Some hobbyist like to use a combination method of the above mentioned two. It is rather simple and straight forward. Simply float the bags in your tank for roughly thirty minutes then open the top of the bag, careful not to let the bag roll over. Over another thirty minutes or so slowly add a little bit of tank water to the bag. Once you have added a sufficient amount of water, more than a 75-25 mixture, its time to add your fish. Some people just tip the bag over and let the fish swim out. Others use a net to fish the fish out of the bag and gently place it in the water. I advise strongly to use a net since you want to avoid getting the pet store tank water in your tank as much as possible.
One thing you do need to watch out for is the bag rolling over. After you have opened the bag the oxygen that had been keeping the bag floating will leave the bag. The bag usually stays at the surface, but it will not be as stable as it was when it was filled with air. This is definitely not a method that you can walk away from. Though, that can be a good thing since it will allow you to monitor your new fish closely. Then again if you are added more than one fish from separate bags this method might be a little difficult since you might need to hold up some of the bags.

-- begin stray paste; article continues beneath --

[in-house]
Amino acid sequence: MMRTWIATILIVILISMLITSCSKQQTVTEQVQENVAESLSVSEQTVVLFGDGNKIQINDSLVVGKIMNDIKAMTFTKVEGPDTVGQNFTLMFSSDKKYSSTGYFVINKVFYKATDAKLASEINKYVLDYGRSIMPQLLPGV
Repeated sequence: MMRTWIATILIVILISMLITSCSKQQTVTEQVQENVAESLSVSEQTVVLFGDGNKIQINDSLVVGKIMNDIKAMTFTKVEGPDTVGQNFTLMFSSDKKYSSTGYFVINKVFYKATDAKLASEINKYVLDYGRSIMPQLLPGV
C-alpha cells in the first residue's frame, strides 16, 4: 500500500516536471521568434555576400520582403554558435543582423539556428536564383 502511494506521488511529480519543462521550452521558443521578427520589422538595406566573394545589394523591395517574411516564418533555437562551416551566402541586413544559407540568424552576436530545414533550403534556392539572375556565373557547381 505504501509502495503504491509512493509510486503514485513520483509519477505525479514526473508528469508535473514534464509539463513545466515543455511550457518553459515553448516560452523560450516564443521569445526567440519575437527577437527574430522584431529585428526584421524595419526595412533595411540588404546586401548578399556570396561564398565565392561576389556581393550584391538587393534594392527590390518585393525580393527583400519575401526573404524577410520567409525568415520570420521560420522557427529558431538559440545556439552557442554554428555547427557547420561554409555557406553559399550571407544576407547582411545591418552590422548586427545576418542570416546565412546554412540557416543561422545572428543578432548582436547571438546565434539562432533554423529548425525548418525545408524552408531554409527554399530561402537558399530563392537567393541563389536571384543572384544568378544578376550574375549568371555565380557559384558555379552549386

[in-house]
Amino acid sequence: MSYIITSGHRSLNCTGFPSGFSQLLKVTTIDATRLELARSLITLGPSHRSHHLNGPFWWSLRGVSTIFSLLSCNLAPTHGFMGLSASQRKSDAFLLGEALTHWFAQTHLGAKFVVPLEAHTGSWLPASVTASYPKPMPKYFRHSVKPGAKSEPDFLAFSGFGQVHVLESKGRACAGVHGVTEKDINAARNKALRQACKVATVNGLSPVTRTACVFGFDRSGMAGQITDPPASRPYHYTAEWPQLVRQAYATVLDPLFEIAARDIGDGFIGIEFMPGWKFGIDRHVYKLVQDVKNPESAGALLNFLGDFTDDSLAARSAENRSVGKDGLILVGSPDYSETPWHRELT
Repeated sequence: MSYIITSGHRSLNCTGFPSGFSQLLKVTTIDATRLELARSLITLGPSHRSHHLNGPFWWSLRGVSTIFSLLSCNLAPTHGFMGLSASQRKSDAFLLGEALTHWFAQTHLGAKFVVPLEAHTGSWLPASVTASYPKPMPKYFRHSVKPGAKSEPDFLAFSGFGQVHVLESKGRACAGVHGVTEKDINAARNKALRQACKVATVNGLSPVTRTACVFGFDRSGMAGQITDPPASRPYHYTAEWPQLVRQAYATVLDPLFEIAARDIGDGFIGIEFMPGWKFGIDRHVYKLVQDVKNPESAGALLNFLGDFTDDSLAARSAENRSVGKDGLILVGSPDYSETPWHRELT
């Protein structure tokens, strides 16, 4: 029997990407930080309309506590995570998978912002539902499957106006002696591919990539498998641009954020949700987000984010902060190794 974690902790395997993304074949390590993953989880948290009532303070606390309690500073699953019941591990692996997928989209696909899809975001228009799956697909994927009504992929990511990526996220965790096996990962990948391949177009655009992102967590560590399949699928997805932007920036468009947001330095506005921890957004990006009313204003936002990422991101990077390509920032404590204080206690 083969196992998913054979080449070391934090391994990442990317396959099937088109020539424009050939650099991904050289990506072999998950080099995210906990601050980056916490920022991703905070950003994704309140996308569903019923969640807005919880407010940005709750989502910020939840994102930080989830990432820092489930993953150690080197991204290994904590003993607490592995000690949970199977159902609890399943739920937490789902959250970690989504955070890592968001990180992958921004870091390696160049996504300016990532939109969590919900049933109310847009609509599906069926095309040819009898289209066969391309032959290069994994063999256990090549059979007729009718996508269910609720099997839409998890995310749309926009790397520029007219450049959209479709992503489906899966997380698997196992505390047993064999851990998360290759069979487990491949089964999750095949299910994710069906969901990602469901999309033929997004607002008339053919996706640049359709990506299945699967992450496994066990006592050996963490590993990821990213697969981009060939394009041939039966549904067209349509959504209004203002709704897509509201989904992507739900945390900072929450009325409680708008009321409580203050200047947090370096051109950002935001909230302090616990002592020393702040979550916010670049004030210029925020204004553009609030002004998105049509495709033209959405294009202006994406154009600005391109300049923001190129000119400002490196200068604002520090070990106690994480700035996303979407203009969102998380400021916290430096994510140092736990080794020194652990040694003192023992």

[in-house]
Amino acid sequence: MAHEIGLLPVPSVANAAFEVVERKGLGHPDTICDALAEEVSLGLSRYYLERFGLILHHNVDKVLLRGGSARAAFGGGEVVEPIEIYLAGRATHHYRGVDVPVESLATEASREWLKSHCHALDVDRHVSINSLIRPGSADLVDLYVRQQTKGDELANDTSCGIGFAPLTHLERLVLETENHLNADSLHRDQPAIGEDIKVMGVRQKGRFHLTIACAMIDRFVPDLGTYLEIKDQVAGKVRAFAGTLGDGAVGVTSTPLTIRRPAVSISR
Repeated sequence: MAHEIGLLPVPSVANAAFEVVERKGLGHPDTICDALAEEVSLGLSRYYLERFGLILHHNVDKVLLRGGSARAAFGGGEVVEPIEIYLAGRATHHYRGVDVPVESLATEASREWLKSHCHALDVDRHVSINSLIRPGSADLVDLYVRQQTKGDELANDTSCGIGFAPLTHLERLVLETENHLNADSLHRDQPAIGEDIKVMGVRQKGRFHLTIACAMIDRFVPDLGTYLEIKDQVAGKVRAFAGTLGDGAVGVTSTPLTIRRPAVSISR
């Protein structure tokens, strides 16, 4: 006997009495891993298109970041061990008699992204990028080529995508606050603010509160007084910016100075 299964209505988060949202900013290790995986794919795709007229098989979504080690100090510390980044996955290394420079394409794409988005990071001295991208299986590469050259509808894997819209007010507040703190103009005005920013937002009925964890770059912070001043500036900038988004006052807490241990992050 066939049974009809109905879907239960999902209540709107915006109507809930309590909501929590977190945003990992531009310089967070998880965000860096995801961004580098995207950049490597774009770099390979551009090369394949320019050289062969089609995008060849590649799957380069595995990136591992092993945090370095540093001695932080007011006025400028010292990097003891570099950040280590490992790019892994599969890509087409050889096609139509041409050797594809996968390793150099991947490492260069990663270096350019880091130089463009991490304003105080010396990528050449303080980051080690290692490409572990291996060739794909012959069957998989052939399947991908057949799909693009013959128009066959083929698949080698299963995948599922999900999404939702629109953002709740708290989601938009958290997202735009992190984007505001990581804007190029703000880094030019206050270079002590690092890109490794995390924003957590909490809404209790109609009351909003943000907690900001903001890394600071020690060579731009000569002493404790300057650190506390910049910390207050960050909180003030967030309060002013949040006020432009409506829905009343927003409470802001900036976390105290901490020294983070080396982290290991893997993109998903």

Floating the Bag in the Tank
Acclimates the fish to the water temperature of your tank
Does nothing to acclimate the fish to the water quality of their new home
Floating the Bag and Slowly adding Tank Water
Acclimates fish to the temperature and water quality of their new tank
Can be messy, and often water from the pet story tanks gets added to your aquarium
Drip Into Bucket
Acclimates fish to temperature and water quality over a controlled period of time